The said waybill provided total weight of 400kgs with dimensions of 40x40x55cm for eleven of the twelve boxes and the last one being 40x40x38cm. [the importance of this would become apparent in due course -editor]
Once or twice a week - that would be a lot of capsules if the 400kgs weight indicated in the waybill is to be believed. During preliminary stages of our investigation, we had established that Nestlè had developed a machine capable of separating the capsules from the usually wet or moist used coffee grounds.
However, the returned capsules still had to be emptied from the bags by some human hands and must be dried before being thrust into the said machine. This is what had encouraged us to place our sealed prepaid courier bag containing our devices among the used capsules – they would not have missed it at the recycling plant.
Just in case there were no such separation machines, we needed to know what it would take to manually separate the two.
It took three uSpiked’s staff a total of thirty-two minutes to separate used coffee grounds from their respective 126 capsules. Simply put, an adult employee of the recycling plant would accomplish the same task in about an hour and a half (96 minutes).
Hence, supposing the details provided in the waybill are correct, 400kgs of used capsules per week per shop - about 28,000 used capsules - would require about 21,300 minutes (355 hours) to separate. That further works out to forty-four work-days of eight hours each.
Nespresso has at least four shops in South Africa - V&A Waterfront, Canal Walk, Hyde Park and Sandton. If each turns out 400kgs of used capsules a week, it is quite mathematically easy to work out how many workers (permanent or temporary) the recycling plant would have needed just to handle the Nespresso’s job. But there is some machine claimed to be able to do the work.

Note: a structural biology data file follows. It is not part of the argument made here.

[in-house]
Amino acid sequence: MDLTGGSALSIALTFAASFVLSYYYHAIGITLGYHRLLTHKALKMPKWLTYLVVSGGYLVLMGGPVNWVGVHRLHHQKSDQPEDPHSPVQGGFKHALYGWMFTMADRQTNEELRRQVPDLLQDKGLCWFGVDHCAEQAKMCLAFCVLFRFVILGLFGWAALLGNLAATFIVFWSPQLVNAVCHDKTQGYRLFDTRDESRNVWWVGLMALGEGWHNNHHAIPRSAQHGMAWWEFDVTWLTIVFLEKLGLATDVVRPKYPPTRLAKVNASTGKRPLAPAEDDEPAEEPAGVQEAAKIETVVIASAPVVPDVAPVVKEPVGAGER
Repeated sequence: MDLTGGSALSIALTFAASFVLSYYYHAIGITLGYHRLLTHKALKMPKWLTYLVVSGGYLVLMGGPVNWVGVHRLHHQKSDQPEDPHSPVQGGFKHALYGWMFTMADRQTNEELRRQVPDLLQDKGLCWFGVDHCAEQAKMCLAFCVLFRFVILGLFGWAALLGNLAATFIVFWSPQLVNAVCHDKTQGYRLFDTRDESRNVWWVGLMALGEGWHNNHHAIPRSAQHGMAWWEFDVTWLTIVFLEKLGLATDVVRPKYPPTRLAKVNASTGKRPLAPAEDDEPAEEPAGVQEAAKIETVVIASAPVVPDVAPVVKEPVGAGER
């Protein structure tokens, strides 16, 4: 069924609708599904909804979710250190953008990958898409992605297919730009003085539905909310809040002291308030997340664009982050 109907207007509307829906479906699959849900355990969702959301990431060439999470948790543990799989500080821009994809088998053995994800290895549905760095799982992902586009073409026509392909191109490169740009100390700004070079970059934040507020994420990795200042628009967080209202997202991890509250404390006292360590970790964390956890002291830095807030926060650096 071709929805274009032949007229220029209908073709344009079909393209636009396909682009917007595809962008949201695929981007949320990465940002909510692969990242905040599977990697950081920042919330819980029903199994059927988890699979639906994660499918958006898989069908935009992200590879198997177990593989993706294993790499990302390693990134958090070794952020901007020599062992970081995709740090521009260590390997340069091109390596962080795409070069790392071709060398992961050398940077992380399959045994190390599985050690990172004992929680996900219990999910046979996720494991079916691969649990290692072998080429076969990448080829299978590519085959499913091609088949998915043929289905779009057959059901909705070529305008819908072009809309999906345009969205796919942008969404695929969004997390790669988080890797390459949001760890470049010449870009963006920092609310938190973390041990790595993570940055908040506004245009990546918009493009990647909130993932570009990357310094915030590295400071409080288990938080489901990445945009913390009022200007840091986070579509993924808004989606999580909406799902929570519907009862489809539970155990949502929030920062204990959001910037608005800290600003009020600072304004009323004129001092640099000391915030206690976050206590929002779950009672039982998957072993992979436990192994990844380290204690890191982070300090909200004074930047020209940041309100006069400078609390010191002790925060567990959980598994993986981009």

Nestlè is of course not in the business of making losses. How much exactly does the recycling cost them? We have been unable to find any declaration of the expenses associated with the scheme in their published financials. But being multinational, the declaration could be slotted in any other country’s books.
As we were finalising this report, we got an email from Mulligan requesting if uSpiked could meet with their chief executive, Stewart Brown.
Before responding, we conducted a brief check and established that Stewart Beric Brown was not from Nestlè, but was in fact a director of Top Vending (Pty) Ltd, Nespresso’s official agents in South Africa.
We further reminded Mulligan that as much as we were not questioning their claimed collection procedures, the main explanation we needed was how our randomly placed tracker ended up at sea.
Indicative of how seriously the company was taking the case of possible swimming capsules, Brown and his marketing executive, Lila Jutzen, took us through the collection system at their V&A Waterfront Boutique. They both agreed that if the system in place were followed correctly, there would be no reason for the capsules that had accompanied tracker T05A to be on a fishing vessel.
“We are all baffled at how this could have happened,” he said. “We at Nespresso are all very proud of the scheme.” A seemingly at pains Brown told us. Jutzen echoed same sentiments. Could it have been an unintended once-off human error?
We also noted that the boxes that they were showing as those usually used to pack and courier the returned capsules were indeed much larger than those indicated on the waybill. This slight discrepancy can however be explained, as packaging material could vary every now and then.